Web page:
Mora could see then what everyone would soon find out: The kid saw the game on a different level.

"I think, if there's been a lasting impact Peyton has made, it's the mental part of it," Mora said on Sunday. "His ability to go to the line, recognize what the defense was doing, and be correct about it on a consistent basis, then call a play based off that, and have it work most of the time -- you didn't see that consistently from quarterbacks in the NFL prior to Peyton."

In fact, Polian's belief is Manning's ability to do it led to the advent of the spread offense as we know it today, and as it's prominently played at the college level. Not everyone can think like Manning. But looking to cull a similar edge, coaches started using cards on the sideline as a device to get play calls in after the defense was set, simulating the advantage Manning gave the Colts on every snap.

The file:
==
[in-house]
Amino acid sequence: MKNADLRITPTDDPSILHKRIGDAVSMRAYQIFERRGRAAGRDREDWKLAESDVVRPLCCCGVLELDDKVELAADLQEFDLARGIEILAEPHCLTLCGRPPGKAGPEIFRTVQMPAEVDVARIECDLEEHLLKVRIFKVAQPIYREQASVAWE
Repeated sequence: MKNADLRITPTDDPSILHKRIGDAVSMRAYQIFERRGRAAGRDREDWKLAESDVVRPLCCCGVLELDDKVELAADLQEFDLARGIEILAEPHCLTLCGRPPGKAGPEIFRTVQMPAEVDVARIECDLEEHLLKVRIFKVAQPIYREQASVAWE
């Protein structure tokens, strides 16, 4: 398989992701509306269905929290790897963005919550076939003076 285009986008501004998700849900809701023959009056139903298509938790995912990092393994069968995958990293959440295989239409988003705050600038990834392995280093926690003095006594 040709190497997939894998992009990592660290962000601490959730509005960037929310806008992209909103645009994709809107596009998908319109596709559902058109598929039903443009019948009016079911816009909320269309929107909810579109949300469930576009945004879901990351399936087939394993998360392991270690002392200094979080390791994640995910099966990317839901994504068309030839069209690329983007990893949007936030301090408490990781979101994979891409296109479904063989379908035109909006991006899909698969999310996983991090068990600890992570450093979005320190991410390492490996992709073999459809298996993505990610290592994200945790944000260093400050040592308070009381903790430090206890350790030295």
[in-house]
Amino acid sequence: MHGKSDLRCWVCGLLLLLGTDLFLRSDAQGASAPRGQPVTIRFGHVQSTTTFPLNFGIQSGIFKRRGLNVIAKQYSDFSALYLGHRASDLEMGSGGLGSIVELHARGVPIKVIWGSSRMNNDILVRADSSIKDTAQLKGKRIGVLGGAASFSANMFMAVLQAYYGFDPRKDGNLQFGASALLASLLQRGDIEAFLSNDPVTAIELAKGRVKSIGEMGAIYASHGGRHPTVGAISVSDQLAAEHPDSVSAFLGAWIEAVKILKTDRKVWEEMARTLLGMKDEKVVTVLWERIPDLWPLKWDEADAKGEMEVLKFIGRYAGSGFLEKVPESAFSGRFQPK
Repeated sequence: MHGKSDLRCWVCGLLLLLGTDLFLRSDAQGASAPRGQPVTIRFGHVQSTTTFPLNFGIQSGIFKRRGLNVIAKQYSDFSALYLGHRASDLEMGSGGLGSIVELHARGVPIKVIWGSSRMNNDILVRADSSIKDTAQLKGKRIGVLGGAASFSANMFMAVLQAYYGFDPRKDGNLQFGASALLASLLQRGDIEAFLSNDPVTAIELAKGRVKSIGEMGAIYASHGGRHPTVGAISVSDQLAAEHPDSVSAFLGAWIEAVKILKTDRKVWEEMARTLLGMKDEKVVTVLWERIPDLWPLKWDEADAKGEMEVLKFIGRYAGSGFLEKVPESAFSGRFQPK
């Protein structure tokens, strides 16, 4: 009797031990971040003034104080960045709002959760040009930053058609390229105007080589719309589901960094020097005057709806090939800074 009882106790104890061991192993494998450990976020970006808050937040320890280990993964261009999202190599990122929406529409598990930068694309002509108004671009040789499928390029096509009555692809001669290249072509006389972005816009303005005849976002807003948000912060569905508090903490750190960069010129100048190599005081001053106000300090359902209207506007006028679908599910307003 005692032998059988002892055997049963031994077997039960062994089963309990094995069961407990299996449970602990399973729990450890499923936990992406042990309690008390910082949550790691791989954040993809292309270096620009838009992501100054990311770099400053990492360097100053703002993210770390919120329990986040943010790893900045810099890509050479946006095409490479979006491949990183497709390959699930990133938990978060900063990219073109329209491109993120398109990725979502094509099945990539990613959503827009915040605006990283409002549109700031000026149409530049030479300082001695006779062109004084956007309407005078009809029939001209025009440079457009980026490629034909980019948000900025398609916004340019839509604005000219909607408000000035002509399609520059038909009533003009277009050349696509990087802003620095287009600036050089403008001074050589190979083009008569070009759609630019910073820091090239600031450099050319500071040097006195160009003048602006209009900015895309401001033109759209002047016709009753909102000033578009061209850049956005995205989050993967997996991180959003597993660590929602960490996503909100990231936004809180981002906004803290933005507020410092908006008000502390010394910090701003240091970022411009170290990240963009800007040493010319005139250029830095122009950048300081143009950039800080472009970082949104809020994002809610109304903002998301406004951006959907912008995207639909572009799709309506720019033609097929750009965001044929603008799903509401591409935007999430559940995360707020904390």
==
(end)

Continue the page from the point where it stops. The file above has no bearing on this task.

So in a way, guys like Chip Kelly were looking to coach like Manning strove to play.

The former Colts GM and president also mentioned how Manning's pitter-patter footwork was revolutionary -- "People in the media accused him of having happy feet, and now every quarterback from the fourth grade on is taught to keep their feet alive in the pocket" -- and there's no question his family's summer camp has impacted how young passers are raised. But even greater was the impact Manning had on the city he played his first 14 seasons in.